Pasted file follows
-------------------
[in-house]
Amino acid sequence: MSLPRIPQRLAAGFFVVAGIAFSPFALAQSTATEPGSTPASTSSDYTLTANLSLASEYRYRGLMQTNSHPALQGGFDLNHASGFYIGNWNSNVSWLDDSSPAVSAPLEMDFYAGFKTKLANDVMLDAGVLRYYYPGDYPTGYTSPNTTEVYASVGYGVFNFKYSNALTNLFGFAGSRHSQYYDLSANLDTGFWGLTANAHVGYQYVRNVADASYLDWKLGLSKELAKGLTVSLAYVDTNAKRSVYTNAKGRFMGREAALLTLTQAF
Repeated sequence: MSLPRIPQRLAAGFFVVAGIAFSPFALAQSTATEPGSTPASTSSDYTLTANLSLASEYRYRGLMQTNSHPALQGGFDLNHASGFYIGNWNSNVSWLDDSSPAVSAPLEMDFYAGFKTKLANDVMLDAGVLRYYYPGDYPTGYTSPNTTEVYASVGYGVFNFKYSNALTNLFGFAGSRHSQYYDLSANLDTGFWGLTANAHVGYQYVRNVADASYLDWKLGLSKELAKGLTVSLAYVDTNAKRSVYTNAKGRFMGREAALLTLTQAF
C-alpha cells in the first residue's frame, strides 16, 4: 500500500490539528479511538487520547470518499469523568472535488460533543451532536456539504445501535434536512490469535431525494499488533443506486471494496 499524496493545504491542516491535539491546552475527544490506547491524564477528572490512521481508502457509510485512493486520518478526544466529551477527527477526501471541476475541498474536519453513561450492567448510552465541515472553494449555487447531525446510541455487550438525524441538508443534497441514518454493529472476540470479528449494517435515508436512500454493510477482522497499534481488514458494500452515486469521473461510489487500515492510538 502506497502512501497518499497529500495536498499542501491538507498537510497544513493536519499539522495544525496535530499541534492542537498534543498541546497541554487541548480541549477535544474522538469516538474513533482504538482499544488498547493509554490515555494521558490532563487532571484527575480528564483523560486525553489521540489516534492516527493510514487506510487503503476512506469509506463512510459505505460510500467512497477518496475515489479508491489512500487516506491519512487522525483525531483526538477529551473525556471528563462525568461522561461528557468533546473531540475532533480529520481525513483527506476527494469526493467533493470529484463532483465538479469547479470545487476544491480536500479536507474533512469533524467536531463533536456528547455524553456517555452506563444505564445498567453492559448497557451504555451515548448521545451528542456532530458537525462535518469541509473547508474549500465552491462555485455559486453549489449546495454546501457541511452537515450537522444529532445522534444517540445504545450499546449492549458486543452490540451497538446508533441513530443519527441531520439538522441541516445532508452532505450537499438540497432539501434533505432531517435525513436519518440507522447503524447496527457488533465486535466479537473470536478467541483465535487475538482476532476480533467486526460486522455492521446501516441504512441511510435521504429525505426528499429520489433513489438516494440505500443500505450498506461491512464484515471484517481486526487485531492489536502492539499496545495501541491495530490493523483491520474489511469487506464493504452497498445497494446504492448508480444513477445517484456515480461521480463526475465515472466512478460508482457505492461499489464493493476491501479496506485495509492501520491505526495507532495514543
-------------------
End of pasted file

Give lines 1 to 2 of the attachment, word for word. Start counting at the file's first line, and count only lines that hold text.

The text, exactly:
[in-house]
Amino acid sequence: MSLPRIPQRLAAGFFVVAGIAFSPFALAQSTATEPGSTPASTSSDYTLTANLSLASEYRYRGLMQTNSHPALQGGFDLNHASGFYIGNWNSNVSWLDDSSPAVSAPLEMDFYAGFKTKLANDVMLDAGVLRYYYPGDYPTGYTSPNTTEVYASVGYGVFNFKYSNALTNLFGFAGSRHSQYYDLSANLDTGFWGLTANAHVGYQYVRNVADASYLDWKLGLSKELAKGLTVSLAYVDTNAKRSVYTNAKGRFMGREAALLTLTQAF